Ulnar nerve entrapment


Ulnar nerve entrapment occurs when there is pressure over the ulnar nerve and it is most common at the elbow, where the nerve runs behind the bony lump on the inside of the joint.  It is also called cubital tunnel syndrome or ulnar nerve neuritis.

The ulnar nerve originates in the neck and travels down the arm and forearm towards the hand. As it crosses behind the elbow joint, the nerve passes through a tunnel formed by muscle and ligament on the inside edge of the elbow. This is the cubital tunnel and it helps to keep the ulnar nerve in the correct place and let it slide freely when you bend and straighten the elbow. You may be able to feel it if you straighten your arm out and rub the groove on the inside edge of your elbow. It is a cord like structure which is rather uncomfortable to touch even in the normal subject.

The ulnar nerve supplies sensation to the little finger and half the ring finger. It works the muscle that pulls the thumb into the palm of the hand, and it controls the small muscles (intrinsics) of the hand.


Cubital tunnel syndrome has several possible causes. The problem may be with the nerve itself or with surrounding structures. The nerve has to slide in the tunnel when the elbow bends and actually stretches a small amount to allow for this. If the anatomy changes around the elbow for example, in arthritis, then the nerve may need to stretch more and so may not work as effectively. If your elbow does not go fully straight then this can bring on symptoms, as the nerve has to travel further than if the elbow were straight, so the nerve is stretched. If the structures that usually keep the ulnar nerve behind the elbow fail, the nerve can flick around the medial epiciondyle (bony lump) and this can give symptoms from the nerve. If the nerve itself becomes larger from inflammation or injury then the available space in the tunnel is effectively smaller so the nerve can then become symptomatic. External pressure can also cause symptoms, for example leaning on the elbows when sat at a desk or putting your elbow on the car door trim when driving.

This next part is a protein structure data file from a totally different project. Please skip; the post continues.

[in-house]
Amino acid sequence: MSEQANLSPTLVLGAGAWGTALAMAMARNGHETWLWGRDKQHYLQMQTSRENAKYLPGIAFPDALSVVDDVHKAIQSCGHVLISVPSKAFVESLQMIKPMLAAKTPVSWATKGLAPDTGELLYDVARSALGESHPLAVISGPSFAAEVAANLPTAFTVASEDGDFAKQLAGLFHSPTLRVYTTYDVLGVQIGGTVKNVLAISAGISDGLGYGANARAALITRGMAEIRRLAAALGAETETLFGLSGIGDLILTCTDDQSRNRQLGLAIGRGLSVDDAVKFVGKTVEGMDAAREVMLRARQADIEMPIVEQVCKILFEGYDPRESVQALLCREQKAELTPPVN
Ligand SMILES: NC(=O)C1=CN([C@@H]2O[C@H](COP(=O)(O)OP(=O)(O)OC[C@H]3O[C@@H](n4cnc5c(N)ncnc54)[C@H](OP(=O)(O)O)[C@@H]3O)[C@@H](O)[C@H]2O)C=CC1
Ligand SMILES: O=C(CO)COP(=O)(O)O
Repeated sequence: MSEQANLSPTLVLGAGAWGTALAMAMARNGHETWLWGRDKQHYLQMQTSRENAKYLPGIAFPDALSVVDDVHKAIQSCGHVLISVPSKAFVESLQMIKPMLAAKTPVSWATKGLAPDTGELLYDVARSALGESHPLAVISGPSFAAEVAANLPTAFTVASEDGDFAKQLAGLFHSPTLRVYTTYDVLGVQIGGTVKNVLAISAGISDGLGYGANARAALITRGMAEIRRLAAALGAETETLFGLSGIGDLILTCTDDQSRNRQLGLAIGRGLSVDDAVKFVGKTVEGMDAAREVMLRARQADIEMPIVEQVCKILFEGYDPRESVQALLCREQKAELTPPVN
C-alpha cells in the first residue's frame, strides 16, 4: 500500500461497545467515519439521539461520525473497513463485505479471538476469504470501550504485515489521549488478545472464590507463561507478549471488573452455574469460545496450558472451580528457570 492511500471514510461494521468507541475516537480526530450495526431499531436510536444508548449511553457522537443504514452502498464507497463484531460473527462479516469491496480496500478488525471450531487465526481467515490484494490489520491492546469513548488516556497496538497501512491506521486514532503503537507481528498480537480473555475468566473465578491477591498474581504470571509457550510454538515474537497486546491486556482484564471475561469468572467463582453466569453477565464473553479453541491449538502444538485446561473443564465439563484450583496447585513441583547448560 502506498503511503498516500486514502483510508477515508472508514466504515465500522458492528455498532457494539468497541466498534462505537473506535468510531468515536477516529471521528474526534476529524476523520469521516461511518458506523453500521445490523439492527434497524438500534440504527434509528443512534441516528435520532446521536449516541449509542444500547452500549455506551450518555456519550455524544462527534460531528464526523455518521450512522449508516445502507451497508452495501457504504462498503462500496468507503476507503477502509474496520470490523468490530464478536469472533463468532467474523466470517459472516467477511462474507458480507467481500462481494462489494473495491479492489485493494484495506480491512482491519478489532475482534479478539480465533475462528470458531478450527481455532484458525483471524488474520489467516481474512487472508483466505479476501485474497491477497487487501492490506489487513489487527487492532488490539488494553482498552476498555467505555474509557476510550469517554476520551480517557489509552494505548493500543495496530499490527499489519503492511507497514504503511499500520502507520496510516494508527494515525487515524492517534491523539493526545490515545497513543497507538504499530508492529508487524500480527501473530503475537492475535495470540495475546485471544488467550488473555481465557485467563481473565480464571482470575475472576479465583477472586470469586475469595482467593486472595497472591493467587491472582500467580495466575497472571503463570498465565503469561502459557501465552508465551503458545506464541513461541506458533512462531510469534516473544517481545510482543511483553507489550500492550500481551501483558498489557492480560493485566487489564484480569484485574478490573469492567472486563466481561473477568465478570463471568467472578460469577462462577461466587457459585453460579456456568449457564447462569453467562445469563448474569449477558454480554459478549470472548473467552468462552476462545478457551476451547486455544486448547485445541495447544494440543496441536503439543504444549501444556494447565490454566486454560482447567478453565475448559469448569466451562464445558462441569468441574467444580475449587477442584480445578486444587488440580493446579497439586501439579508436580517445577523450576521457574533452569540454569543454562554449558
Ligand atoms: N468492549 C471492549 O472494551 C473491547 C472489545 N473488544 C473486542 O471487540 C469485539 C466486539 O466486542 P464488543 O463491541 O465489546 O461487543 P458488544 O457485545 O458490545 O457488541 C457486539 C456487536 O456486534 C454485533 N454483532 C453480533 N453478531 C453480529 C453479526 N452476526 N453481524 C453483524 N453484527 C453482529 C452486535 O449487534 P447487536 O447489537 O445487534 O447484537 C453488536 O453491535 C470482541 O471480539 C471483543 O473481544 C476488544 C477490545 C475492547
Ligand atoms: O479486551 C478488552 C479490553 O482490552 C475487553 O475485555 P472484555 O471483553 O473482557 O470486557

Numbness, tingling (pins and needles) or pain on the medial (inside) border of the hand and in the ring and little fingers is common. The numbness is often felt when the elbows are bent for long periods, such as when sleeping. Later problems can be clumsiness of the hand as the muscles become affected. Tapping or bumping the nerve in the cubital tunnel will cause an electric shock sensation down to the little finger.


The cubital tunnel is the commonest, but only one of several spots, where the ulnar nerve can get squashed. Your doctor will try to find the exact spot that is causing your symptoms which may involve having special tests done called nerve conduction tests. One common test is the nerve conduction velocity (NCV) test. The NCV test measures the speed of the impulses traveling along the nerve and impulses are slowed when the nerve is compressed or constricted. The NCV test is sometimes combined with an electromyogram (EMG). The EMG tests the muscles of the forearm that are controlled by the ulnar nerve to see whether the muscles are working properly. If the muscles are not it may be because the nerve supply is a problem.



The simplest and first measure should be to stop doing whatever may be causing the symptoms (avoidance). If you sleep with your elbows bent, you can try splints which stop you bending your elbows at night. If you tend to lean on your elbows a lot, try avoiding doing this. Behaviour alteration may be all that is required. Anti-inflammatory medications may help control the symptoms.


Ultimately if your symptoms do not go away, you may be offered ulnar nerve release at the elbow. The aim of surgery is to release the pressure on the ulnar nerve where it passes through the cubital tunnel. Usually it is only necessary to release the pressure on the nerve by incising the tissue that forms the roof of the cubital tunnel. This is called an ulnar nerve decompression. Sometimes the ulnar nerve is unstable and flicks from behind to infront of the elbow. If this is the case then your surgeon may combine decompression with a transposition procedure. This means the nerve is lifted from its bed behind the medial epicondyle and secured under tissue on the front to the joint. Not only does this stabilise the nerve and stop it flicking but also it has less distance to travel in front of the joint than behind. Less distance means less stretching. The dissection of the nerve is much greater in a transposition than in a decompression and so the chance of accidental nerve damage is greater. Most surgeons would perform a transposition only when the nerve is unstable and a decompression when there is just evidence that the nerve is under pressure.

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